Higher temperatures will make the water of the seas and oceans expand. Ice melting in the Antarctic and Greenland will flow into the sea. All over the world, sea levels may rise, perhaps by as much as 20 to 40 cm, by the beginning of the next century. Higher sea levels will threaten the low-lying coastal areas of the world, such as the Netherlands and Bangladesh. Throughout the world, millions of people and areas of land will be at danger from flooding. Many people will have to leave their homes and large areas of farmland will be ruined because of floods.

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The changes in the weather will affect the types of crops grown in different parts of the world. Some crops, such as wheat and rice, grow better in higher temperatures, but other plants, such as maize and sugarcane, do not. Changes in the amount of rainfall will also affect how many plants grow. The effect of a change in the weather on plant growth may lead to some countries not having enough food. Brazil, parts of Africa, south-east Asia, and China will be affected the most and many people could suffer from hunger.

Plants & Animals

It has taken millions of years for life to become used to the conditions on Earth. As weather and temperature changes, the homes of plants and animals will be affected all over the world. For example, polar bears and seals will have to find new land for hunting and living if the ice in the Arctic melts. Many animals and plants may not be able to cope with these changes and could die. This could cause the loss of some animal and plant species in certain or all areas of the world.



The changes in climate will affect everyone, but some populations will be at greater risk. For example, countries whose coastal regions have a large population, such as Egypt and China, may see whole populations move inland to avoid flood risk areas. The effect on people will depend on how well we can adapt to the changes and how much we can do to reduce climate change in the world.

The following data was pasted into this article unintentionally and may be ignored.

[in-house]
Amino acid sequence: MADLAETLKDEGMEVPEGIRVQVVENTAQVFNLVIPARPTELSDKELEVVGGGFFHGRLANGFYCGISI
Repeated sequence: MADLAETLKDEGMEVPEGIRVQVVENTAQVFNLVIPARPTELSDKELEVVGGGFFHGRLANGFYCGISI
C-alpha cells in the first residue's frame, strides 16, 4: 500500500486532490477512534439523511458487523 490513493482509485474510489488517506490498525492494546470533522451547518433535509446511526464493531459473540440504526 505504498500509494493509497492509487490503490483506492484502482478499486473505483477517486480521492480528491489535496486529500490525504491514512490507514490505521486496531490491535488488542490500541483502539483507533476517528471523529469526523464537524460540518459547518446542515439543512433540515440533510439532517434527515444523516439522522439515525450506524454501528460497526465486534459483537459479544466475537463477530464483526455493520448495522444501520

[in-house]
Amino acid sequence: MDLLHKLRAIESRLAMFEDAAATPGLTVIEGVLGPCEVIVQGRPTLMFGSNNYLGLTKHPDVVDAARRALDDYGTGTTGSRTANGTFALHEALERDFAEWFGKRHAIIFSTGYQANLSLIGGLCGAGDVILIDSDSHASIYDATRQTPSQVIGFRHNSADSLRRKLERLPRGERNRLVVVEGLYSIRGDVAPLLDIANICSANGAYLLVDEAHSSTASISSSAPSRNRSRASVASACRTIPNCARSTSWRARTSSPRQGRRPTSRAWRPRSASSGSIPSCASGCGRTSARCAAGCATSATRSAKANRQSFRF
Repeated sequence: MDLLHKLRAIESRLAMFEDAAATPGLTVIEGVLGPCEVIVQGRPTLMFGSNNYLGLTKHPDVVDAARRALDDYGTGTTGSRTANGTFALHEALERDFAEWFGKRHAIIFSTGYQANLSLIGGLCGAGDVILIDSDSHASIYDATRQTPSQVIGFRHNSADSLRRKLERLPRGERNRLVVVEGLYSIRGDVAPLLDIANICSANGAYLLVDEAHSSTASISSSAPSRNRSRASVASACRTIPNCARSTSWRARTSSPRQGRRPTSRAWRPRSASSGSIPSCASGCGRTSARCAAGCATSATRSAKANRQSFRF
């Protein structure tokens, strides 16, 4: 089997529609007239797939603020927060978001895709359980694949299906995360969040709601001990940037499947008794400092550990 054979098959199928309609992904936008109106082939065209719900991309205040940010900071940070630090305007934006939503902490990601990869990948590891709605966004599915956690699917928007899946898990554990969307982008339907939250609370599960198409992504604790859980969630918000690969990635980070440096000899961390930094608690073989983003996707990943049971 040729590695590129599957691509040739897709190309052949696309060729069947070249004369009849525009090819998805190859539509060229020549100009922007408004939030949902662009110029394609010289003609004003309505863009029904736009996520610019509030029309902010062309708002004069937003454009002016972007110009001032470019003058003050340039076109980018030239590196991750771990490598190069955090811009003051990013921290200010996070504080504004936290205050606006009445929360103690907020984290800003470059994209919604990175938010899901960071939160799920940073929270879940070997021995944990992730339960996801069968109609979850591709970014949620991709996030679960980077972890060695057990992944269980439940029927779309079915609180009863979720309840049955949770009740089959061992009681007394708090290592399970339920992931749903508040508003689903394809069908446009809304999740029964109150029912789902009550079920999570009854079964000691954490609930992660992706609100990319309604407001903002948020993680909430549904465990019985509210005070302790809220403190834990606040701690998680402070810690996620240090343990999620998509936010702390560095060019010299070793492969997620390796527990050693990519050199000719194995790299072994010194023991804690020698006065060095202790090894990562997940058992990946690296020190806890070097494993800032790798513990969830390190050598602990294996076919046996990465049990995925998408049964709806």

How to reduce greenhouse gases?

1. Change our eating habits

To limit the impact of our food on the climate, let’s favor seasonal fruits and vegetables as much as possible. Transporting food from far away, whether by truck, ship, rail or plane, uses fossil fuels for fuel and for cooling to keep foods in transit from spoiling

2. Reduce meat consumption

Contrary to popular belief, protein is not only found in meats or animal products. They are found, in particular, in high quantities in certain plants such as pulses, seeds or nuts. Let’s be curious and experiment with a vegetarian recipe at least once a week.

3. Fight against deforestation

Certain labels guarantee sustainable forest management. By purchasing products (paper, furniture, etc.) bearing the Forest Stewardship Council (FSC) or European Certified Forest Program (PEFC) label, we can help preserve forests and thus limit anthropogenic GHG emissions.

4. Preserve the oceans

To fight climate change, we must preserve the oceans. For this, each of us can act on a daily basis. For example, we can buy environmentally friendly household products to avoid dumping polluting chemicals into the oceans.

5. Consume clean or sustainable energy

To reduce our impact on the climate on a daily basis, we can choose clean energy from renewable resources. More and more energy suppliers are encouraging their development: let’s promote them as soon as possible to reduce our daily GHG emissions.

6. Reduce waste

There are many solutions for this: questioning the need for our purchases, favoring products in bulk or without over packing, preferring eco-refills, etc.

Buy foodstuffs in bulk when possible using your own reusable container

Buy sustainable fashion instead of fast fashion. Trendy, cheap items that go out of style quickly get dumped in landfills where they produce methane as they decompose.

7. Move on to the circular economy

We can change our consumption patterns on our own scale to fight against global warming. By relying on the principle of the 3 Rs: Reduce, Reuse and Recycle we can considerably reduce our quantities of waste and avoid unnecessary production of new objects. Furniture, textiles or household appliances, all of our everyday consumer products can be repaired or find new life through recycling.

8. Change the transportation habits

Favoring public transport, electric vehicles or carpooling are effective solutions to reduce our greenhouse gas emissions when we travel. The best solutions are obviously cycling and walking, which are ecological, economical and good for health.



Climate Change and Agriculture Fact Sheet Series E3148 April 2011

From the Toxipedia website in original form. Last updated by Toxipedia in 2011